Brazil as ‘Southern donor’: beyond hierarchy and national interests in development cooperation?
Cristina Yumie Aoki Inoue & Alcides Costa Vaz 2012

This article analyses Brazil’s growing role in external development assistance. During Lula da Silva’s presidency, cooperation with developing countries grew dramatically. While the official position is that Brazilian development assistance is moved not by national economic or political interests, but by international ‘solidarity’, and does not reproduce the North–South traditional aid relations, we suggest that it is not completely divorced from national, sub-national or sectoral interests and cannot be viewed apart from Brazil’s broader foreign policy objectives. Brazil does pursue political, economic and commercial interests and, concomitantly, has made a positive difference in the recipient countries. However, more empirical research and field investigation are needed to better gauge the impact of Brazil’s assistance initiatives and their contributions to South–South cooperation more broadly. During Lula’s terms (2003–2010), Brazil could be classified as a ‘Southern donor’, which expresses the country’s own novelties, and tensions, of simultaneously being a donor and a developing country.,28,11,4365

Brazil in Africa: Another Emerging Power in the Continent?
Alexandre de Freitas Barbosa , Thais Narciso & Marina Biancalana 2009

This paper develops three basic arguments. First, it presents the basic underpinnings of Brazilian diplomacy in the past half century, concentrating on the changes adopted in the 1980s and the 1990s up to the foreign policy put forward by Lula’s government (2003–2009). It recognises that Lula’s foreign policy represents a step forward, especially where Africa is concerned.

However, it does not seem to be clear whether the Brazilian economy has enough strength to sustain such a foreign policy, as is shown in the second part of the paper. This is indeed the case if comparisons are made with India, China and even South Africa, when the latter’s regional role is considered. Finally, an effort is made to summarise the recent political cooperation established between Brazil and African countries as well as to present an overview of Brazil’s trade and investment relations both with the region as a whole and with some important individual partners. Once this picture is established, we investigate whether these realms—diplomatic/political and economic—take independent tracks, or if they do interact in a coherent manner.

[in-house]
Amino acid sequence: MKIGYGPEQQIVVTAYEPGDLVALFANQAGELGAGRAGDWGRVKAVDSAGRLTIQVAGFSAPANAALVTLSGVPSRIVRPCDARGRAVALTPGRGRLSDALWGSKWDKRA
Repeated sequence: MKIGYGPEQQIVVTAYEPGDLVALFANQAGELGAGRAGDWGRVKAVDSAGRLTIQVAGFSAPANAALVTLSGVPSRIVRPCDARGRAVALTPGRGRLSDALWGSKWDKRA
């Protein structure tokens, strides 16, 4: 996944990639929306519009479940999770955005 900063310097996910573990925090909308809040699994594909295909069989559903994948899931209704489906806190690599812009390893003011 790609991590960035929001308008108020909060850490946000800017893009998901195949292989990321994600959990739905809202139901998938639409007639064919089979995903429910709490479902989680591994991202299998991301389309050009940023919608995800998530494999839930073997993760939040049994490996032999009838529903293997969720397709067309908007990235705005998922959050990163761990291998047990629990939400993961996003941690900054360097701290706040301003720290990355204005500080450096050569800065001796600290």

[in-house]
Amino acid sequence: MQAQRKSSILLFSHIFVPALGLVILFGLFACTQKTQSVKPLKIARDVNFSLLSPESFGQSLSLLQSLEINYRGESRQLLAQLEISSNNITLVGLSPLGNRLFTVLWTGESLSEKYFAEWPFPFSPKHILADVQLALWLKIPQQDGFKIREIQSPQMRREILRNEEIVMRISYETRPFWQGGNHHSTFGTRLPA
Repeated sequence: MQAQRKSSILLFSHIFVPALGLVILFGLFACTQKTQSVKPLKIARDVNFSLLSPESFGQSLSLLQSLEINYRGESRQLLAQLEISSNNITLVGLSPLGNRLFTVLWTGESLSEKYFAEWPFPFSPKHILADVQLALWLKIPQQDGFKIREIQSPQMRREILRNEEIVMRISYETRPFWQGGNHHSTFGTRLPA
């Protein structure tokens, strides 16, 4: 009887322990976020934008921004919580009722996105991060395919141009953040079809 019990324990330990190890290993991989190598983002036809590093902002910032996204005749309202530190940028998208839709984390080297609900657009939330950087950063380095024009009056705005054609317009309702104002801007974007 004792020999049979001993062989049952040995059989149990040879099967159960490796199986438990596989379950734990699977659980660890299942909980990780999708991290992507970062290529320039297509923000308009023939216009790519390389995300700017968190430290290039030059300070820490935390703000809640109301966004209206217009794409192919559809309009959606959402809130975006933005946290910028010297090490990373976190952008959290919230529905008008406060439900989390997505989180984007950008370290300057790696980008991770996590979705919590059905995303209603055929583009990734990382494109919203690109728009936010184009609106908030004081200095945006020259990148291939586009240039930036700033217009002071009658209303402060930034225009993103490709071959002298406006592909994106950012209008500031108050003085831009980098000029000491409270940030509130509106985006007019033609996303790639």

Africa remained deep inside Brazil and Brazilians, not as something external to ourselves. But as a mythic space; neither geographical, nor historical.,28,11,4366

Brazil’s Rising Ambition in a Shifting Global Balance of Power
Paulo Sotero (2010)

Paulo Sotero and Leslie Elliott Armijo (2007)

Brazil’s Foreign Policy Priorities
Steen Fryba Christensen 2013

As Brazil has risen to become an increasingly significant regional and global player in a world undergoing significant transformations in terms of power balance, the subject of its aims, world-view and foreign policy strategies is becoming increasingly relevant. This article focuses on the most important themes and priorities in Brazil’s foreign policy orientation between 2003 and 2012 and connects these to the Brazilian government’s world-view, its view of Brazil’s role in the world, and to the main aims pursued by Brazil in its overall development strategy. I discuss how Brazil’s view of the world and its foreign policy priorities relate to the USA’s view and preferences, arguing that Brazil’s foreign policy priorities reflect the fact that the USA and the West in general are often seen as barriers to Brazil’s main aims. These are to achieve economic strengthening, a growing influence on the international political scene and a leadership position in South America, and through this to contribute to major changes in the global order.,28,11,4369